Regular use of low-dose aspirin and other anti-inflammatory drugs lowers the risk of certain breast cancers, a new study reports in the journal Breast Cancer Research.

The population-level study is the latest claim touting the long-term use of aspirin in reducing the risk of various cancers.

The low-dose aspirin regimen reduced risk of HR-positive/HER-2 negative breast tumors by 20 percent, the authors conclude.

“Our study strongly supports the need for further, perhaps experimental, study of low-dose aspirin as a widely-available inexpensive chemopreventive option for the most common subtype of breast cancer, the HR-positive/HER2-negative subtype,” the authors write.

The study assessed 57,164 women from the California Teachers Study from 1995 to 2012, following them into retirement and their health practices.

A total of 1,457 of the participants were diagnosed with invasive breast cancer. Based on the self-reported health practices, the part of the group that took low-dose aspirin three times a week or more had the reduced risk of the most common tumor subtype.

It’s not the first indication of the benefits of low-dose aspirin on breast cancer. A meta-analysis in 2008 found the correlation between the mild drug and tumor outcomes within 38 studies and an amalgamation of 2 million women.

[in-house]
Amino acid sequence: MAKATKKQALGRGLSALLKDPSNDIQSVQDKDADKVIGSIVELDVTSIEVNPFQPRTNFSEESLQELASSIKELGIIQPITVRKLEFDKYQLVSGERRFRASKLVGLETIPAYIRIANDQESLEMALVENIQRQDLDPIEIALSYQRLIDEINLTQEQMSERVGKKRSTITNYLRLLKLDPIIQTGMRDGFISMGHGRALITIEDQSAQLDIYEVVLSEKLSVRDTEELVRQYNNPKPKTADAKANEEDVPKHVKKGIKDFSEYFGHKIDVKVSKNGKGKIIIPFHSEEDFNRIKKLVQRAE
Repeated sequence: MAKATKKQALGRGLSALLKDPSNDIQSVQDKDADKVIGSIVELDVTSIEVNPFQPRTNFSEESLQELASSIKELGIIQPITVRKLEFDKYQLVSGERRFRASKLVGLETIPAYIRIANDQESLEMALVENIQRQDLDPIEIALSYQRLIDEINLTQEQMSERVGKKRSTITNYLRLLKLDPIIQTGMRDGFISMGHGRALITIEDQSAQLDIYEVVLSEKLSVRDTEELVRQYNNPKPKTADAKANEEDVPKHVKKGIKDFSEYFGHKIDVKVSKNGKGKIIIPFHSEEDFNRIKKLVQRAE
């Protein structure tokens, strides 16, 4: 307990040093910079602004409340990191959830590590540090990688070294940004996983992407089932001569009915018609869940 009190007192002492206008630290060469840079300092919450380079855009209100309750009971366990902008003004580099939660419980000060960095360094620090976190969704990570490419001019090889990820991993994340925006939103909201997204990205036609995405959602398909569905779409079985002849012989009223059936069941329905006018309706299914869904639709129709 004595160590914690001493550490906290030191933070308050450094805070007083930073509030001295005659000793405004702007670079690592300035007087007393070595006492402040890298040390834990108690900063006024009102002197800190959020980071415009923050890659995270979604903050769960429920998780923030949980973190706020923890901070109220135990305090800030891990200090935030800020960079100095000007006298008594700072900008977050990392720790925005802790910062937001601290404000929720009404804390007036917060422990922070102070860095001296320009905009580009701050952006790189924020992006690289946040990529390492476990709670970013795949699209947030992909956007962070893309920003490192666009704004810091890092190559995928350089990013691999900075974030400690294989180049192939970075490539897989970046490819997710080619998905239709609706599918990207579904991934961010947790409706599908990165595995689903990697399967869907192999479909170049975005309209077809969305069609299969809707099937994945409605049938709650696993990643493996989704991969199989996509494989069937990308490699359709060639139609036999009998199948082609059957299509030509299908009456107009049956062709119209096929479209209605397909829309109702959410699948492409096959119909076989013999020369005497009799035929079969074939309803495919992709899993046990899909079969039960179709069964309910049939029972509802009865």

The benefits that aspirin and other non-steroidal anti-inflammatory medications (NSAIDs) have on staving off cancer is “not yet clear,” the authors of the latest study write.

“A consistent lowering of COX-2 and prostaglandin activity could prevent or slow carcinogenesis in a number of ways, at the tumor level, by interfering with DNA adduct formation, inhibiting tumor angiogenesis, or promoting apoptosis,” they contend.

Other aspirin-cancer benefits have been found, particularly with digestive tract cancers. A group of studies has found that cancer patients who take more aspirin have been kept alive longer, despite tumors of the esophagus, stomach, colon and rectum.

A recent study by the U.S. Department of Veterans Affairs proposed a theory that aspirin’s effect on platelets causes the inhibitory effects on cancerous cells, as published in February in the journal Cancer Prevention Research. Their theory: that aspirin blocked platelets from assisting tumors in new blood vessel formation, essentially blocking a major pathways of cancer’s spread.